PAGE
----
Respected journalist encourages communicators to value authenticity


A veteran journalist known for quick bonding with interviewees told BYU communications students Thursday that in order to change the world, they must hold fast to personal authenticity while developing stories.

Journalist Frank Curreri speaks to communications students in the Brimhall atrium on Thursday
Journalist Frank Curreri speaks to Communications students and faculty in the Brimhall Atrium on Thursday. (Jennifer Ball)

Frank Anthony Curreri, a former news journalist for the Deseret News and Salt Lake Tribune whose work has appeared on CNN and the Associated Press, explained that many modern journalists miss out on deep, meaningful stories by going into interviews with a hard-and-fast agenda and a hardened façade to assert authority.

“A lot of interviews are somewhat mechanical. Don’t be afraid to say something about your own life because it will open people up,” Curreri said. “Authenticity establishes instant credibility.”

Curreri noted that the level of personal authenticity needed in order to gain others’ trust requires setting aside many of the habits and mentalities of modern communicators. In a world where journalists feel that their job titles gives them permission to invade other peoples’ lives, he said, interviewees have come to distrust media. Having an open mind, then, will give communicators access to the most valuable stories.

“I don’t like ‘gotcha journalism.’ I don’t believe in going in and judging people,” Curreri said.

Even if the person being interviewed is a mass murderer, he said, it’s important to check judgments at the door and catch yourself when you label people as ‘other.’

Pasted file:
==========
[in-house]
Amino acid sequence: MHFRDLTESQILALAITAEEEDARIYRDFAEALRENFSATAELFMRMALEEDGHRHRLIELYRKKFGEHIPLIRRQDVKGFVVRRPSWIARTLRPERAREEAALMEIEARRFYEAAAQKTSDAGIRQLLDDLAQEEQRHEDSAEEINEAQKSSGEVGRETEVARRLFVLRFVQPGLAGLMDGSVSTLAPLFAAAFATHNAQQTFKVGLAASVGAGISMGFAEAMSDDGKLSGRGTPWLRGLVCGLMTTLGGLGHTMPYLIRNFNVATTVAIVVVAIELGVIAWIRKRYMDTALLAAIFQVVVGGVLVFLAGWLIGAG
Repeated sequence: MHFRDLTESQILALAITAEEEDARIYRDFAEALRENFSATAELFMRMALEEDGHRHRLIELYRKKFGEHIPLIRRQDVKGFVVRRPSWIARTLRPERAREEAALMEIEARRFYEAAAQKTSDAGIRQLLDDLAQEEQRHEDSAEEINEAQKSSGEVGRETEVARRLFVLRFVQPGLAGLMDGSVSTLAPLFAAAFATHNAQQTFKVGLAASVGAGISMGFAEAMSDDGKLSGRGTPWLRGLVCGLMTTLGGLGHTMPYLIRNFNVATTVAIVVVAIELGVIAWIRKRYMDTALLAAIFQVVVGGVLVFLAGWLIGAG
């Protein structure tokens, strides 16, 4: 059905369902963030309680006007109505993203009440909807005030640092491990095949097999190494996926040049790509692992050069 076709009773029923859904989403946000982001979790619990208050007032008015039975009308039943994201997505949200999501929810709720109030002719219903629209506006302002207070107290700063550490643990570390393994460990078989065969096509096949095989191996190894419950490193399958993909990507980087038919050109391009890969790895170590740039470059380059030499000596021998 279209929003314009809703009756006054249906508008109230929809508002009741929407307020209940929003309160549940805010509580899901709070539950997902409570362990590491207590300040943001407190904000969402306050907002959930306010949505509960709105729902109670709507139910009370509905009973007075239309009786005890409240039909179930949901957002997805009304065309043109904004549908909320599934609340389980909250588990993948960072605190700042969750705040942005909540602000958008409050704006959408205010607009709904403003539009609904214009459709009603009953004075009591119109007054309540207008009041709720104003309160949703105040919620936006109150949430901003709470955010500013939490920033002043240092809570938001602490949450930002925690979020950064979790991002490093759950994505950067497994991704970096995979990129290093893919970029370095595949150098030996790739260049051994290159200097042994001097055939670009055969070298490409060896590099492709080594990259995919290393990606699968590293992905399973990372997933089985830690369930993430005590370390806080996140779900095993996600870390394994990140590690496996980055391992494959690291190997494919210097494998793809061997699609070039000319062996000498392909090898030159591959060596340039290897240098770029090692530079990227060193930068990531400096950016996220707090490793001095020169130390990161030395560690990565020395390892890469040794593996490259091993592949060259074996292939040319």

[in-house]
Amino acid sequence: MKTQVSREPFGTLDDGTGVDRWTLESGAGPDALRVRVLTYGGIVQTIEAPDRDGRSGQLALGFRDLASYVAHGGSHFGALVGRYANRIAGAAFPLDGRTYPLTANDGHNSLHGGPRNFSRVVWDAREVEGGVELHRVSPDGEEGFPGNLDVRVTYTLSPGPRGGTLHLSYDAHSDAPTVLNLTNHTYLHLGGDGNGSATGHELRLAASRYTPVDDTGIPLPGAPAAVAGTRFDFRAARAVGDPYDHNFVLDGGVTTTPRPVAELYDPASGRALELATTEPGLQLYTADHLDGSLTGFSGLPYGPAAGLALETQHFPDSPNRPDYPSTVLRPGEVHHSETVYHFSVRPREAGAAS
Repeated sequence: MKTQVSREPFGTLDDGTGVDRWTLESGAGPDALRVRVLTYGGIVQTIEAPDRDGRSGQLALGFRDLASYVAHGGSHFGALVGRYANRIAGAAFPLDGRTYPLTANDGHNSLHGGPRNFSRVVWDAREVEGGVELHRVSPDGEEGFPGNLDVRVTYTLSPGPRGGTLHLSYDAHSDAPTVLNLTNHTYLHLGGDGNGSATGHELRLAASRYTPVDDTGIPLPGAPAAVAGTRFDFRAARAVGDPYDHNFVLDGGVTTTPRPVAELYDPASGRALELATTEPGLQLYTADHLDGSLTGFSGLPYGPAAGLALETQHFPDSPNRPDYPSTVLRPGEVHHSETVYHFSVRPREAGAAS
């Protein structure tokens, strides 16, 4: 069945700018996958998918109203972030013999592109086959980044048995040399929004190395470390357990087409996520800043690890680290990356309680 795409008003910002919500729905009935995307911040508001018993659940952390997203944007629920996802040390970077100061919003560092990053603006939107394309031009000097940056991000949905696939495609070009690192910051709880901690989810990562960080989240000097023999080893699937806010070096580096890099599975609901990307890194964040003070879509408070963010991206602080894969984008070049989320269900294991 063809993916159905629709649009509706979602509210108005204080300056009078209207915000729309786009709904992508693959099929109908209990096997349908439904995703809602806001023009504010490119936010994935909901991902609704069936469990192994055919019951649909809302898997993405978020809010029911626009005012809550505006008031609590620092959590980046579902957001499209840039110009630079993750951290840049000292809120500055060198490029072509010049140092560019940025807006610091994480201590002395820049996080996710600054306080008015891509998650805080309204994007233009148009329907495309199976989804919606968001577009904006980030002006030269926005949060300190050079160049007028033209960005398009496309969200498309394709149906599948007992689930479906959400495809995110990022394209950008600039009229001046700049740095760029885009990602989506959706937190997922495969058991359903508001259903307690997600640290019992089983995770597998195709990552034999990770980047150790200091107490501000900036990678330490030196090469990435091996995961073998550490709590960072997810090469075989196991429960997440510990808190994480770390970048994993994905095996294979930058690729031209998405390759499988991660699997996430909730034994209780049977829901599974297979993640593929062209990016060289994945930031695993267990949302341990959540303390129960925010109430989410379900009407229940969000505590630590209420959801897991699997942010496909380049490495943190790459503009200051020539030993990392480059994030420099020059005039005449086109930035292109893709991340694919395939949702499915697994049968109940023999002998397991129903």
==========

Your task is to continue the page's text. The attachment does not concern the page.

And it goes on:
“Say to yourself: ‘these are my people.’ Don’t just say it, but really feel it. The same things that are in me are in them,” Curreri said

Even when judgments are set aside, however, many people may still be reluctant to share their personal stories. These situations, Curreri explained, require interviewers to be willing to deviate from their script and create connections by fostering natural conversation. This practice is what has landed Curreri the most interesting stories of his career, none of which were the stories he expected.

When covering UFC fighter Ian Loveland, for example, Curreri struggled to get the bantamweight to open up until he mentioned the rainbow trout tattoo that spanned Loveland’s back.

“During the interview you have to listen. They will always give you a story,” Curreri said. “They might not want to talk about what you want to talk about, so it’s your job to find the thing that they won’t shut up about.”

The authenticity that comes from setting judgments aside and forging relationships will always breed vulnerability, Curreri explained. This, however, is a strength rather than a weakness in storytellers.

“There is a fear there. To really be authentic and be who you are is a vulnerability,” Curreri said. “But that’s what makes a really good interviewer. That’s why Oprah Winfrey is one of the best: she’s a wonderful talker.”

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